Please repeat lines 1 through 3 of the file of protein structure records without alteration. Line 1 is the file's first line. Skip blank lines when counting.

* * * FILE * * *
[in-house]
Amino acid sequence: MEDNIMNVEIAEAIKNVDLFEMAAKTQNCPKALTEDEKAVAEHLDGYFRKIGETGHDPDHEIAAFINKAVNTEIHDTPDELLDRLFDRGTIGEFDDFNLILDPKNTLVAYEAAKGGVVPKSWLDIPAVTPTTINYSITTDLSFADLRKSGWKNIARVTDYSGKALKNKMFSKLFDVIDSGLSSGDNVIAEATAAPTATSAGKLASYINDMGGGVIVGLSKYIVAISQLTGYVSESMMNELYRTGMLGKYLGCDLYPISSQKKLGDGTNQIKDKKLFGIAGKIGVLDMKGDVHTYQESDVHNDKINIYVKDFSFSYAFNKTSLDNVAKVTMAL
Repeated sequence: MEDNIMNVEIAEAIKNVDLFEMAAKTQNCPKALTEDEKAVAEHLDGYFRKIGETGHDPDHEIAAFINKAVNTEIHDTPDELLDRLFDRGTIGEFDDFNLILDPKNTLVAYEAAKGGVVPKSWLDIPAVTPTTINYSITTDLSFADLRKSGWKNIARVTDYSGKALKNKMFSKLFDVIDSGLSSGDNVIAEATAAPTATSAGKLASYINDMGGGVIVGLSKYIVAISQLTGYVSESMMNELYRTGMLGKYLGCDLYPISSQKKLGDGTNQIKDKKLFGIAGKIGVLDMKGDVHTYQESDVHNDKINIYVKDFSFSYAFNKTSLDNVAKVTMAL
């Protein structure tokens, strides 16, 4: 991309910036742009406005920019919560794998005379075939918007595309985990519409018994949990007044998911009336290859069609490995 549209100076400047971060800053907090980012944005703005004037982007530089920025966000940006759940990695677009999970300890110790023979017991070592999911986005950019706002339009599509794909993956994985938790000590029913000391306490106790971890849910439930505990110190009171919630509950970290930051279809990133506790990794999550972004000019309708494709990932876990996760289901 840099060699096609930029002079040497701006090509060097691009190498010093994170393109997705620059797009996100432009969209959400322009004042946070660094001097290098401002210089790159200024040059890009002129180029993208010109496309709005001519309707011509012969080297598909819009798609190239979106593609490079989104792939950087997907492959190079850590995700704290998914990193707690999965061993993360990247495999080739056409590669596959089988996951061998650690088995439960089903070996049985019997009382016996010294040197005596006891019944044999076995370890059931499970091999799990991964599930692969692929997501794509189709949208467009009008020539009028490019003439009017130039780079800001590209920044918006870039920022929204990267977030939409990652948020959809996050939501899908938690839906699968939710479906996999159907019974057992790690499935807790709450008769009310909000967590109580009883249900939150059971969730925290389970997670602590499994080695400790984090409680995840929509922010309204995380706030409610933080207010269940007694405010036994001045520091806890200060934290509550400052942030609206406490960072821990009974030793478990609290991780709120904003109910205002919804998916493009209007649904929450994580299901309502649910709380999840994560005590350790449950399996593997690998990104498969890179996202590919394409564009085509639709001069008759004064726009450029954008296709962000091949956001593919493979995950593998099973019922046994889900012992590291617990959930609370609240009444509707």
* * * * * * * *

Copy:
[in-house]
Amino acid sequence: MEDNIMNVEIAEAIKNVDLFEMAAKTQNCPKALTEDEKAVAEHLDGYFRKIGETGHDPDHEIAAFINKAVNTEIHDTPDELLDRLFDRGTIGEFDDFNLILDPKNTLVAYEAAKGGVVPKSWLDIPAVTPTTINYSITTDLSFADLRKSGWKNIARVTDYSGKALKNKMFSKLFDVIDSGLSSGDNVIAEATAAPTATSAGKLASYINDMGGGVIVGLSKYIVAISQLTGYVSESMMNELYRTGMLGKYLGCDLYPISSQKKLGDGTNQIKDKKLFGIAGKIGVLDMKGDVHTYQESDVHNDKINIYVKDFSFSYAFNKTSLDNVAKVTMAL
Repeated sequence: MEDNIMNVEIAEAIKNVDLFEMAAKTQNCPKALTEDEKAVAEHLDGYFRKIGETGHDPDHEIAAFINKAVNTEIHDTPDELLDRLFDRGTIGEFDDFNLILDPKNTLVAYEAAKGGVVPKSWLDIPAVTPTTINYSITTDLSFADLRKSGWKNIARVTDYSGKALKNKMFSKLFDVIDSGLSSGDNVIAEATAAPTATSAGKLASYINDMGGGVIVGLSKYIVAISQLTGYVSESMMNELYRTGMLGKYLGCDLYPISSQKKLGDGTNQIKDKKLFGIAGKIGVLDMKGDVHTYQESDVHNDKINIYVKDFSFSYAFNKTSLDNVAKVTMAL